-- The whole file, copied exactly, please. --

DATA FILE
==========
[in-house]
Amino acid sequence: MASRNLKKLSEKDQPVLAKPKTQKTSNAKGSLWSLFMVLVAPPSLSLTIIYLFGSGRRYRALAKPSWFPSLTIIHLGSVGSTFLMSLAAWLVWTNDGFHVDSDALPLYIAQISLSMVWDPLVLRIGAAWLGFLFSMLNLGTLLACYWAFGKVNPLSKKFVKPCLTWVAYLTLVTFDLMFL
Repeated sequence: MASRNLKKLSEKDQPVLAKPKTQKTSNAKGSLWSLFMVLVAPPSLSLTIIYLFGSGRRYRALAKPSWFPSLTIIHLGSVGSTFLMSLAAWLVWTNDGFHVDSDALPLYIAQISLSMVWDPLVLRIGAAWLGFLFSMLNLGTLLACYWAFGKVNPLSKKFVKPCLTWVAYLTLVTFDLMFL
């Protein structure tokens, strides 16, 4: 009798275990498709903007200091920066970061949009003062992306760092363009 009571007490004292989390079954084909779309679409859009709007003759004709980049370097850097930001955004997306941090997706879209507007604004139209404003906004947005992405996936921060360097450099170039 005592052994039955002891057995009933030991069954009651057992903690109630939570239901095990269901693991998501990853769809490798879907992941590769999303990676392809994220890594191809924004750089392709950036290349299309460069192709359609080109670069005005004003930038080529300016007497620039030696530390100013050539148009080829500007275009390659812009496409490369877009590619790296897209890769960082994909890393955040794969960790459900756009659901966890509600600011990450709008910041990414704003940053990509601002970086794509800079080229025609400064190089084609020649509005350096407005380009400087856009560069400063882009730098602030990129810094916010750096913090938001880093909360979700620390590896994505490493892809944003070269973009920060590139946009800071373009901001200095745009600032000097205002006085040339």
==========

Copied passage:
[in-house]
Amino acid sequence: MASRNLKKLSEKDQPVLAKPKTQKTSNAKGSLWSLFMVLVAPPSLSLTIIYLFGSGRRYRALAKPSWFPSLTIIHLGSVGSTFLMSLAAWLVWTNDGFHVDSDALPLYIAQISLSMVWDPLVLRIGAAWLGFLFSMLNLGTLLACYWAFGKVNPLSKKFVKPCLTWVAYLTLVTFDLMFL
Repeated sequence: MASRNLKKLSEKDQPVLAKPKTQKTSNAKGSLWSLFMVLVAPPSLSLTIIYLFGSGRRYRALAKPSWFPSLTIIHLGSVGSTFLMSLAAWLVWTNDGFHVDSDALPLYIAQISLSMVWDPLVLRIGAAWLGFLFSMLNLGTLLACYWAFGKVNPLSKKFVKPCLTWVAYLTLVTFDLMFL
């Protein structure tokens, strides 16, 4: 009798275990498709903007200091920066970061949009003062992306760092363009 009571007490004292989390079954084909779309679409859009709007003759004709980049370097850097930001955004997306941090997706879209507007604004139209404003906004947005992405996936921060360097450099170039 005592052994039955002891057995009933030991069954009651057992903690109630939570239901095990269901693991998501990853769809490798879907992941590769999303990676392809994220890594191809924004750089392709950036290349299309460069192709359609080109670069005005004003930038080529300016007497620039030696530390100013050539148009080829500007275009390659812009496409490369877009590619790296897209890769960082994909890393955040794969960790459900756009659901966890509600600011990450709008910041990414704003940053990509601002970086794509800079080229025609400064190089084609020649509005350096407005380009400087856009560069400063882009730098602030990129810094916010750096913090938001880093909360979700620390590896994505490493892809944003070269973009920060590139946009800071373009901001200095745009600032000097205002006085040339």